How to Make Wire Ming Trees

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An inexpensive version of the dwarfed bonsai tree can be made with wire and beads.
An inexpensive version of the dwarfed bonsai tree can be made with wire and beads. (Image: bonsai tree image by Alexey Stiop from Fotolia.com)

Ming trees are artificial recreations of miniature bonsai trees. Typically no more than 1 foot tall, true bonsai trees often have branches that grow flat across the top of the tree. Despite their size, they look very old, which is part of the appeal that makes them so valuable to collectors. Making your own wire Ming trees can capture some of the appeal of the real thing without costing nearly as much.

Things You'll Need

  • 70 yards of 24-gauge jewelry wire
  • Wire cutters
  • Beads (small and large)
  • Wooden base
  • Staple gun
  • Staples
  • Dried moss
  • White glue

Creating Your Tree

Cut the wire with the wire-cutters into workable pieces about 15 inches long. Prepare about 110 pieces for a thick tree.

Pass one end of the wire through three small beads or one large one. Repeat this process for each strip of wire. Center the beads at a mid-point on the wire. Bring the ends of the wires together and twist just below the beads to secure them. Keep twisting the wire for about 1/2 inch below the beads.

Wire ming tree colors can be as varied as the many beads that are available.
Wire ming tree colors can be as varied as the many beads that are available. (Image: multi-coloured beads, background from beads image by 26kot from Fotolia.com)

Twist two beaded wires together just below the first twist you made to secure the beads on the first wire you prepared. Make this twist about 1/2 inch long. This is your first branch.

Make another branch by twisting together two more beaded wires. Add this to the first set of beaded wires and attach in the same way by twisting them around just below where the last two wires connect. Make longer twists as you move toward the ends of the wire. Repeat this procedure until you have eight branches, each with one to three beads, depending upon what size you are using.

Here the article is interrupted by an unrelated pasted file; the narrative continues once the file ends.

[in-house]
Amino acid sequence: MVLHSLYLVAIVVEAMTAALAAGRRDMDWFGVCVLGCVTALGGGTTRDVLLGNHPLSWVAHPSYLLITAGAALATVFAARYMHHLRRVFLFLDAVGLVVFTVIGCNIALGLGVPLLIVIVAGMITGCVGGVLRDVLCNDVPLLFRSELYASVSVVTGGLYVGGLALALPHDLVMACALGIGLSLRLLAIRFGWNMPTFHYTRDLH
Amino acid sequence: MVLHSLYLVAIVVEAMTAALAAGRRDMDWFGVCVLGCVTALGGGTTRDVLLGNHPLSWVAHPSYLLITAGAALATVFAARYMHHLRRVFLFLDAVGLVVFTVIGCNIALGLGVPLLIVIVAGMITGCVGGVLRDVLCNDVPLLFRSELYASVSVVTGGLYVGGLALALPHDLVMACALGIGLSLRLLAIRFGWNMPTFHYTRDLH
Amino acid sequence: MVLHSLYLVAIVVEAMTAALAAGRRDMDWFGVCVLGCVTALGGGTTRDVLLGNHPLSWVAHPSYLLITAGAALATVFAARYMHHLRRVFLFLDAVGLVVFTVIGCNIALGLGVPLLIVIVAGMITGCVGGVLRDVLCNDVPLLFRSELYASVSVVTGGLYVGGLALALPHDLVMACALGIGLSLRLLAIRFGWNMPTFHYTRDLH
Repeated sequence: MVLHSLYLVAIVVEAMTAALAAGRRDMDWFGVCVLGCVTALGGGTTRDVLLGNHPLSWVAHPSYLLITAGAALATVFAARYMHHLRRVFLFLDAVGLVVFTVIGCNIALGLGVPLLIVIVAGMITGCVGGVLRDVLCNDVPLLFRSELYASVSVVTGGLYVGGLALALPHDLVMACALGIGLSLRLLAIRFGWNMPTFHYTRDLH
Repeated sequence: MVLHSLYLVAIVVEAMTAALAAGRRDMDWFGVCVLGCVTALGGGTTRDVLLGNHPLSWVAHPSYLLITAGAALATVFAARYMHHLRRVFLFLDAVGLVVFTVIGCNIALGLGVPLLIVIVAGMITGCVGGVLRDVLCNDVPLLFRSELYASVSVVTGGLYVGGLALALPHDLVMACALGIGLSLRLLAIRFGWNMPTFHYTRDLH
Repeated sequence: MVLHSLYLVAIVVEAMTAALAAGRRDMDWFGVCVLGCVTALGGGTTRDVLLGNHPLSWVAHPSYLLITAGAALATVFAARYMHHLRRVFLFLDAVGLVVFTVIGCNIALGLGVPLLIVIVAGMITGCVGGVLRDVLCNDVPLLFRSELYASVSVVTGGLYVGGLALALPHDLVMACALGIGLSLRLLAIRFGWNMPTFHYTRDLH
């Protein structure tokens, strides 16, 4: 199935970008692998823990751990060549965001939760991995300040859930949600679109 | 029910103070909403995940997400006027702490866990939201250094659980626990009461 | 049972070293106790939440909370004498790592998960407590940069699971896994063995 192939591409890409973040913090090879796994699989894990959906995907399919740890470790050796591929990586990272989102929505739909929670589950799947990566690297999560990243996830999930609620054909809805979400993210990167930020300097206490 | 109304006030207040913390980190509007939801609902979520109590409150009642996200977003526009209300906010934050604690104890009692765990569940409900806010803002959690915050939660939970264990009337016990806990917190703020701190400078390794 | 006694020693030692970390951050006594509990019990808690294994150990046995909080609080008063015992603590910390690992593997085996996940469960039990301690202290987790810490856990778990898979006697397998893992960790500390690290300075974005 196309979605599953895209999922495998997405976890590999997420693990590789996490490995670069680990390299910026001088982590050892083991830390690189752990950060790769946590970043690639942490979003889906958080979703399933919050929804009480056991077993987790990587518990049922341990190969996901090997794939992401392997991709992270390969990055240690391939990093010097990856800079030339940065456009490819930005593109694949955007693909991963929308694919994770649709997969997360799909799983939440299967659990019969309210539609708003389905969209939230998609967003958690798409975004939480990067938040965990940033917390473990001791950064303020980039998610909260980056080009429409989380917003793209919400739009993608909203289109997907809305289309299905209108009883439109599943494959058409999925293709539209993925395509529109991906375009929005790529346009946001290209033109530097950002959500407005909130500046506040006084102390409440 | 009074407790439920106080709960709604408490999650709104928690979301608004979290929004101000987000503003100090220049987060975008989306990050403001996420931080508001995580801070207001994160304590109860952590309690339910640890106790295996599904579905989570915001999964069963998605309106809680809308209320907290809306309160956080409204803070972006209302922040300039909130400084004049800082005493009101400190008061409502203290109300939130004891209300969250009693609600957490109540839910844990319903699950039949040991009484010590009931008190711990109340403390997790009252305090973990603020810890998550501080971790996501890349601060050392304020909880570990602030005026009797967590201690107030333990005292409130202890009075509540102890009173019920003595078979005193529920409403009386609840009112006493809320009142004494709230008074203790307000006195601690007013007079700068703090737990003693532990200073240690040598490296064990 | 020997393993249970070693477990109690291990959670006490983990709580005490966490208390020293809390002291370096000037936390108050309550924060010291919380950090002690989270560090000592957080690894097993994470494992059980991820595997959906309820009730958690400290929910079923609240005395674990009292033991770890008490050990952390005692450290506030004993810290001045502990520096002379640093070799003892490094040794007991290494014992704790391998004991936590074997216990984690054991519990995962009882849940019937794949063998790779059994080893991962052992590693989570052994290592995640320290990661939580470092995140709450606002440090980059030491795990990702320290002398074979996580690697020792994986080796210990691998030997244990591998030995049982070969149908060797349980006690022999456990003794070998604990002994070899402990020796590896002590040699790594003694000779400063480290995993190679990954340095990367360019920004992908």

Repeat steps 3 and 4 to create two more clusters of eight branches each. Twist these all together to form the trunk. Leave at least 2 inches of wire at the ends to form the roots.

Unravel the ends of the wire and spread them out around the foot of the tree. Stand the tree on the wooden base and bend it to a position you like. Staple the roots to the base as close to the foot of the tree as possible. Glue dried moss over the roots.

Your finished wire Ming tree might look something like this.
Your finished wire Ming tree might look something like this. (Image: bonsai image by Zbigniew Nowak from Fotolia.com)

Tips & Warnings

  • If the tree can stand on its own, you can eliminate the base.
  • Wooden bases are available in many shapes and sizes at craft stores and in the craft sections of some department stores. Be sure your base is heavy and strong enough to hold your tree. Paint the base before you attach your tree for a different effect.
  • This is a basic set of instructions, but you can be as creative as you want by experimenting with different types and gauges of wire, different types of beads or other craft materials, and different types of bases or containers for your trees.

References

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